“Let’s Drive to Boston”


I’m driving across the country.

My dad and I have trekked over 1,700 miles over 3 days in my little, charcoal, Chevy cruise. The backseat looks like a game of Tetris and and the trunk is precariously filled with golf clubs, a Playstation, and whatever else I didn’t want at my feet. My dad does most of the driving; we tried to swap spots but he was subpar at updating my creative Snapchat creations (everyone tune in!).

We’re a good team; he’s calm, rational, and a good driver with great stamina. I’m easily excited, talkative, and good at googling car-ride games while preaching about my “social justice warrior” passions (our latest interest: food deserts). My mom tried to have us keep a journal, but my dad’s inner pilot decided that our journal is our “log book” where we track mileage, keep receipts, and time stamp all of our arrivals and departures.

I am, however, giving each state a superlative; a one liner that sums up the most memorable element of a seemingly endless car-ride. So:

Arizona: Best Sunset.

I was not, however, ever supposed to see the Arizona sunset. Somewhere between Phoenix and Flagstaff, a wildfire decided to erupt and lock us in dead stop traffic. So, I sat barefoot and cross legged on the roof of my car for three hours, feeling like a flower child. It was because of this little, cute, three hour delay that we ended up seeing the electric pink AZ sunset that arched over the mountains. So thanks @wildfire, I guess.

New Mexico: Most Unexpected

I expected dry, red, rocks and whatever visuals High School Musical subtly incorporated into my perception of the state. Though I believe we drove through the red mountains at night, my experience of New Mexico was rolling, brown hills and ultra-small towns. The isolation was oppressive and when we finally reached Gallup for a quick pitstop, we were greeted with what appeared to be an extremely under-privileged and under-cared for Native American community that left me feeling exceptionally guilty as I drove away in my white-privilege vehicle. I wish they knew I felt the deep guilt and the yearning to be their ally and accomplice (where are all my American Studies friends).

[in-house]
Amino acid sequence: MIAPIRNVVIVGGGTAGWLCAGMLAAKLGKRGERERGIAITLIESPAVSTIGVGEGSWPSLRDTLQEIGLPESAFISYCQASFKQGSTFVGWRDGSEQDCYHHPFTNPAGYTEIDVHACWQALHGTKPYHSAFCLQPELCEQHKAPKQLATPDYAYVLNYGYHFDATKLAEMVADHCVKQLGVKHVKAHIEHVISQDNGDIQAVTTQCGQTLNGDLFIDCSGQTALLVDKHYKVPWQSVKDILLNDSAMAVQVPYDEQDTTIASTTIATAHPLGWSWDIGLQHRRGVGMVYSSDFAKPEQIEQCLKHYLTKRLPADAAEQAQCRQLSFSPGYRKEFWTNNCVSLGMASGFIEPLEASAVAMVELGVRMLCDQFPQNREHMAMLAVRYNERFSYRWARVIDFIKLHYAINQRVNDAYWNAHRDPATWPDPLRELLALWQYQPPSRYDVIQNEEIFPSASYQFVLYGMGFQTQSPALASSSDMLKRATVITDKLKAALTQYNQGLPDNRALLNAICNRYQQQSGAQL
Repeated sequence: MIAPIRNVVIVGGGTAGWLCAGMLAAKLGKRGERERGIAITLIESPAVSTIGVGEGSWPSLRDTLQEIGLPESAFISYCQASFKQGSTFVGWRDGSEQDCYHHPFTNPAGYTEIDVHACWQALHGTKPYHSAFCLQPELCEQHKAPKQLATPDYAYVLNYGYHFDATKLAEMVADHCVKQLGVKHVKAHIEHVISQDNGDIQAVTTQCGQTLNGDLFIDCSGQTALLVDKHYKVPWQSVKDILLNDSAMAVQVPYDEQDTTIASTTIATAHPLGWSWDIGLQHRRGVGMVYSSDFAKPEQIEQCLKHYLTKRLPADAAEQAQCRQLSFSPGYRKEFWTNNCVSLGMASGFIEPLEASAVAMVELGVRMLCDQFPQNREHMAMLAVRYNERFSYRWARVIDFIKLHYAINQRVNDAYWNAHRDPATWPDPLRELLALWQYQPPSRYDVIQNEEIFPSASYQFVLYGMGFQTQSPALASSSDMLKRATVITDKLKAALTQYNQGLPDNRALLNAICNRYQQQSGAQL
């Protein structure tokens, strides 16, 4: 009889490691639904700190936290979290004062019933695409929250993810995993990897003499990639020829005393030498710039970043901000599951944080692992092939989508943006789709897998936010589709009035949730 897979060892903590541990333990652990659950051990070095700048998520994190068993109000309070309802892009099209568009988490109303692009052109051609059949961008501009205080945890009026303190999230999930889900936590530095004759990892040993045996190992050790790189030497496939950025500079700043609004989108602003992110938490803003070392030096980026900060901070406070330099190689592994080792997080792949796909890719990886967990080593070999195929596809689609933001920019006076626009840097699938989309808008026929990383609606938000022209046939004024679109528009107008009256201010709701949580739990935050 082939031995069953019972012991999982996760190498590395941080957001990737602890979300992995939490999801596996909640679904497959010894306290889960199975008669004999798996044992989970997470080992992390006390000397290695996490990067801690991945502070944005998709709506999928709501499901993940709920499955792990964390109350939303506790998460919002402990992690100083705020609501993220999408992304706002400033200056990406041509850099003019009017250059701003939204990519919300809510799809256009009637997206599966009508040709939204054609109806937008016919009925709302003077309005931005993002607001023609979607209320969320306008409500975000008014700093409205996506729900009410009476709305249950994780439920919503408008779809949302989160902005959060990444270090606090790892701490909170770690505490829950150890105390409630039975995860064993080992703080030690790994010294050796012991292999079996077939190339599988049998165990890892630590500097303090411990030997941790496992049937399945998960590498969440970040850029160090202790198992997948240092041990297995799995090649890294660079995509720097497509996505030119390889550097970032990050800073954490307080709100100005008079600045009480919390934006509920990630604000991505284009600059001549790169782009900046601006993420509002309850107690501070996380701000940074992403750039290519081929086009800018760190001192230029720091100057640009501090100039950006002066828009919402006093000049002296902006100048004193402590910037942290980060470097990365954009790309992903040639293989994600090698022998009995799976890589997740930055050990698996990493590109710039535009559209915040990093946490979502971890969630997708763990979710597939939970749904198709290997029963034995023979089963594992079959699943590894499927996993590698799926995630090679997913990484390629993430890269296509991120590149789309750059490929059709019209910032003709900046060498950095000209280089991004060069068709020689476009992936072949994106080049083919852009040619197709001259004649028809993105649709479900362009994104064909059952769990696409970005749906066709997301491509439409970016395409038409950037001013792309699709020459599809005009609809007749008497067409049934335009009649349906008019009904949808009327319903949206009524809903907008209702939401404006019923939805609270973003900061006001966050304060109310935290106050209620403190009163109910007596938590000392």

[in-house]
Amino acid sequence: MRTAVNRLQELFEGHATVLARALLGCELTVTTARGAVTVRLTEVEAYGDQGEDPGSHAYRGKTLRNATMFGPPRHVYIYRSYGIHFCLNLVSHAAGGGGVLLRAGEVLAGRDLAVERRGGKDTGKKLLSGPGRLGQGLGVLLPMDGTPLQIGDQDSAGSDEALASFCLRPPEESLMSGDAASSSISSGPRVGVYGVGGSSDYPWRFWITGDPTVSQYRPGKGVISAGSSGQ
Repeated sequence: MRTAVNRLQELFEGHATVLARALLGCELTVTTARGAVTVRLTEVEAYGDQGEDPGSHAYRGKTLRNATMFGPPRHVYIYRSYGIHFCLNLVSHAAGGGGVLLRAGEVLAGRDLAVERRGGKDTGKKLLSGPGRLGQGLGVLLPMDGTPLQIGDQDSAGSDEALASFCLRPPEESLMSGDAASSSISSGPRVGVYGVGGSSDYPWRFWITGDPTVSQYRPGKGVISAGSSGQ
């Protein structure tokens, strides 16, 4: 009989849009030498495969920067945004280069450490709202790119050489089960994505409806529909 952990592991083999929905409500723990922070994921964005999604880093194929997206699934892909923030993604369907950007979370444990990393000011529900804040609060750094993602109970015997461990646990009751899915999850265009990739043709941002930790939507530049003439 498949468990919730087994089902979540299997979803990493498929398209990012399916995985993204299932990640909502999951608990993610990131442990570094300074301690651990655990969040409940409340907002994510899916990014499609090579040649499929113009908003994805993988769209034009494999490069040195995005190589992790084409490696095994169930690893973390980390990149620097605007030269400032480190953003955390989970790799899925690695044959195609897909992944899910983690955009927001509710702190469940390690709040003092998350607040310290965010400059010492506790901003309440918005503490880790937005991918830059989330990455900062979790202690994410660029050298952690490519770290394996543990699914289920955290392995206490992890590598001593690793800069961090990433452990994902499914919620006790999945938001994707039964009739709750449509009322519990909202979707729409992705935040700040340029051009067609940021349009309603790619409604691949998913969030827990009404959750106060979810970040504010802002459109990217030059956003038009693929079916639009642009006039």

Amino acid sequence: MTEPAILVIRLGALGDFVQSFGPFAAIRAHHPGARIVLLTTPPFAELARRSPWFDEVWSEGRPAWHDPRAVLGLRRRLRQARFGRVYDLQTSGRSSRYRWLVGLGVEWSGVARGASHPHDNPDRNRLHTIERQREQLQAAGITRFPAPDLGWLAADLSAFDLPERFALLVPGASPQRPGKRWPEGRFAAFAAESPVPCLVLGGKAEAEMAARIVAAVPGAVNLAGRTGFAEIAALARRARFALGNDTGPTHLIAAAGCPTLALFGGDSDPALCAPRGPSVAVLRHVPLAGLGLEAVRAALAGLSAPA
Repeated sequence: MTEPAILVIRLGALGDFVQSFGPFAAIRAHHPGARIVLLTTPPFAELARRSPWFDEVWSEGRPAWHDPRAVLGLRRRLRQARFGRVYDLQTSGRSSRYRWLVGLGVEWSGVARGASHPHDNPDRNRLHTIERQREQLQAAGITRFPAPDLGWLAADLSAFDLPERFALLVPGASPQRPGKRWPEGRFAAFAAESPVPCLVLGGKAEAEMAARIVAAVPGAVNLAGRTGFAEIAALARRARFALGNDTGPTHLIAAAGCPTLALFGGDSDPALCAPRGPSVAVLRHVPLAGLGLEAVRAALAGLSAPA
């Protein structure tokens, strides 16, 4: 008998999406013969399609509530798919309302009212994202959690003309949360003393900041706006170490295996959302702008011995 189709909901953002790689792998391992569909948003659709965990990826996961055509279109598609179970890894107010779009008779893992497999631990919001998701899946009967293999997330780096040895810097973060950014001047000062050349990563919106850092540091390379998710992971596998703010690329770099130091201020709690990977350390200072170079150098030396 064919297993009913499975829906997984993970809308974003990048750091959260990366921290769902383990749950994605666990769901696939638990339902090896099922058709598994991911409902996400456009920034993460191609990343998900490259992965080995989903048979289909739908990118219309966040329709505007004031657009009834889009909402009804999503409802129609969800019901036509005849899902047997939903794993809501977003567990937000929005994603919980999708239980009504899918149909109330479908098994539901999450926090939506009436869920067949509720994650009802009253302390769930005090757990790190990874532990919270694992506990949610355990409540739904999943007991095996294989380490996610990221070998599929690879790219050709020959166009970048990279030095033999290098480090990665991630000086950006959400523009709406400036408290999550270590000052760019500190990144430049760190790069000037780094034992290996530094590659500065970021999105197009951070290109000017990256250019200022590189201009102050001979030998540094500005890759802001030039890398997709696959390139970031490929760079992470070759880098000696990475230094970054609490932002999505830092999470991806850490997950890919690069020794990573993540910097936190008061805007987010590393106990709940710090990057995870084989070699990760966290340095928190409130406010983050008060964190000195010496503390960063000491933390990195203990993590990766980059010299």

Texas: Best Drive

I had never been out of a Texas airport, but my Texas experience was everything the overzealous residents brag about and more. Highlights include: Taya the waitress who has never left Amarillo and delivered my sweet tea (I audibly laughed when she greeted me with y’all and ma’am), the expansive sky and killer country stations, and the woman who called 95.7 to ask why the government *chooses* the highway as the official “Deer Crossing Zones” if so many people end up hitting the deer. She suggested that the deer crossing zones be redirected to less populated areas (I do not make this up – Politico Fact Checked).

Oklahoma: Most Quaint

My SMC pal Adele Edmonds has always raved about Oklahoma City, her awesome family and gorgeous, historic home. Even though Adele was not home, her family opened their doors (literally) with loving arms to give us a quick 20 min tour (I can pass along the history if anyone would like further details) and the best restaurant and ice cream suggestions. OKC, you exceeded expectations!

Arkansas: Most Religious

My dad and I counted 8 churches/places of worship in our first twenty minutes across the state border. I guess this might feed into the state stereotype, and I was hoping to counteract that, but the religious presence was definitely there. (No Duggar sightings either #sad).

Tennesse: To Be Determined (award cannot be granted until we hit Nashville and Knoxville.)

We just arrived in Memphis and ate some killer brisket and rockin ribs. While waiting for our table, we talked with a man who has lived in Little Rock his entire life and hates all Unions and says they plague the manufacturing field. His viewed varied from my own (to say the least), but this was his experience of America and I had to accept that it is just as valid as my own. I had never met anyone like him – with his thick southern drawl and Arkansas-ian roots. Our conversation, however, was one of the most civil and beneficial political conversations I have had in a long time.

As an American Studies major, it is extremely cool to meet all the walks of life that make up our one, giant country. I am learning to(kind of) love the “fly-over-states,” to cherish the 3,000 mile journey, and see the value in “all kinds of kinds.”

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